Galerie Guido W. Baudach is pleased to present an exhibition of new paintings by Thomas Helbig under the title Die Zukunft der Heiligen (The Future of the Saints). This is the eighth solo exhibition of the Berlin-based painter and sculptor with the gallery since 2001.
In his painterly practice over the last twenty years, Thomas Helbig has repeatedly explored the boundaries of the genre. He has worked with a wide variety of materials, using the most diverse painting grounds and media. With the paintings for the exhibition Die Zukunft der Heiligen he is now returning to the technique he originally used. The works are all executed in oil on canvas. Helbig also draws on formative elements from his own early work in terms of pictorial language. What emerges, however, is something completely new. Helbig combines symbolic references to the classical avant-garde with abstract motifs that evoke associations with cosmic phenomena and at the same time recall the moonlit night skies of Romanticism - albeit in close-up. Seen purely from a painterly point of view, here multi-coloured underlaid areas of sulphurous pastel yellow enter into a relationship with softly layered brown tones and form a contrasting space of light and shadow that is both shimmering and interwoven with delicate sfumato.
In fact, Helbig's new paintings are primarily about light. Light as a phenomenon, as a material, but also as a metaphor for cognition and for the human quest for knowledge, for certainty and doubt. Despite the strong chiaroscuro effect created by the deliberate juxtaposition of light and dark surfaces, the paintings are by no means obtrusive and do not reveal themselves to the eye ad hoc, but only after a certain amount of contemplation. They require time and attention.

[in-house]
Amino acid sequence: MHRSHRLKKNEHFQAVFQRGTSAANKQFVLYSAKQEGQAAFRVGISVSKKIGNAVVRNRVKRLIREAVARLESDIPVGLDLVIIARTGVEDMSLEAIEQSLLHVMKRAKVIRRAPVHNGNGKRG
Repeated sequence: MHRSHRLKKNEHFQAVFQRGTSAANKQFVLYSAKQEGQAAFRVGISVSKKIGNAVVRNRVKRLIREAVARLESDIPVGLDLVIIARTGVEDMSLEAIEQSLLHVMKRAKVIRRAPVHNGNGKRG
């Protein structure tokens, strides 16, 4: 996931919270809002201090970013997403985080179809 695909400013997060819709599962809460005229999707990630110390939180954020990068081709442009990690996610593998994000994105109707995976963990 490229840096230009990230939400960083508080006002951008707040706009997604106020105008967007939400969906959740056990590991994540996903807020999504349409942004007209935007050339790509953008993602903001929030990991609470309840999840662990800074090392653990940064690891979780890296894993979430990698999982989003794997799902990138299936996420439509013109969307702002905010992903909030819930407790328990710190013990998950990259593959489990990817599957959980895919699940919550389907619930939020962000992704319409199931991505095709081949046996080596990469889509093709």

The light that Helbig's paintings carry within them does not serve any further narrative.
There are no references to any discourses, no entertainment through advanced content. The paintings and their light stand for themselves and also leave the viewer alone with himself, throwing him back on himself by searching for something identifiable in them. They function like mirrors, as it were, but they reflect something invisible. Their painted light illuminates a void that is not socially mediated and yet is inherent in each one of us, an existential loneliness from which we constantly try to escape. The paintings illuminate an apparition that is difficult to name, but which is perhaps the core of our being, that is: our soul.
Only once can a clearly recognisable, material object be discovered in a picture. Helbig has placed a carnivalesque eye mask, in velvety shining black, in the lower centre of L'Infinito which can be interpreted as a painted allegory of the presocratic Recognize-yourself maxim. It seems to symbolise the unconscious part of our nature. But the mask has fallen and opens the way for the light, which literally breaks out of the darkness here and as a spotlight of introspection is able to illuminate those facets of our personality that are otherwise hidden in the shadow area of our consciousness.